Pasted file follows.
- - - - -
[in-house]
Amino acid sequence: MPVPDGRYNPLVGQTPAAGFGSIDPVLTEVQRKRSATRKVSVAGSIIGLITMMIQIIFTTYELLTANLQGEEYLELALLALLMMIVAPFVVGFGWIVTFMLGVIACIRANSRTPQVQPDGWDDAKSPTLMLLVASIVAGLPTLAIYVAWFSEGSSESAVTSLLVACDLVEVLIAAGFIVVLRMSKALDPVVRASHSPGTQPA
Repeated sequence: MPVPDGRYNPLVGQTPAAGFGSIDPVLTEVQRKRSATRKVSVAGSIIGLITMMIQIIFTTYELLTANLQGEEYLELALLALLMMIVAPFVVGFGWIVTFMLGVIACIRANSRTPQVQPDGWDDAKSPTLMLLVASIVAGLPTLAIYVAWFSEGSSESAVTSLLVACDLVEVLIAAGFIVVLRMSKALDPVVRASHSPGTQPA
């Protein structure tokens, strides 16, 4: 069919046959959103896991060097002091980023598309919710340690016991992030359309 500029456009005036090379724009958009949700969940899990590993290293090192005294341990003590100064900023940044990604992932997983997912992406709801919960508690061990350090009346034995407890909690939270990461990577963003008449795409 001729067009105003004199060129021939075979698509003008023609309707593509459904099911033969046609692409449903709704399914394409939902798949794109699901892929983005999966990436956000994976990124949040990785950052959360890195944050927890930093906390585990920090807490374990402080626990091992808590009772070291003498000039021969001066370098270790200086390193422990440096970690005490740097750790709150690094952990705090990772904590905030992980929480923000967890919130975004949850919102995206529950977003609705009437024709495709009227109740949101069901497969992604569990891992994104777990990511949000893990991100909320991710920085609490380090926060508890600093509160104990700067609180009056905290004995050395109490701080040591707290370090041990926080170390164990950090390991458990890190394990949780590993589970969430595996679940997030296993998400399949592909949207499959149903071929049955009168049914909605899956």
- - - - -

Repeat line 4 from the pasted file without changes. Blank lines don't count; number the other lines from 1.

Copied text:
């Protein structure tokens, strides 16, 4: 069919046959959103896991060097002091980023598309919710340690016991992030359309 500029456009005036090379724009958009949700969940899990590993290293090192005294341990003590100064900023940044990604992932997983997912992406709801919960508690061990350090009346034995407890909690939270990461990577963003008449795409 001729067009105003004199060129021939075979698509003008023609309707593509459904099911033969046609692409449903709704399914394409939902798949794109699901892929983005999966990436956000994976990124949040990785950052959360890195944050927890930093906390585990920090807490374990402080626990091992808590009772070291003498000039021969001066370098270790200086390193422990440096970690005490740097750790709150690094952990705090990772904590905030992980929480923000967890919130975004949850919102995206529950977003609705009437024709495709009227109740949101069901497969992604569990891992994104777990990511949000893990991100909320991710920085609490380090926060508890600093509160104990700067609180009056905290004995050395109490701080040591707290370090041990926080170390164990950090390991458990890190394990949780590993589970969430595996679940997030296993998400399949592909949207499959149903071929049955009168049914909605899956």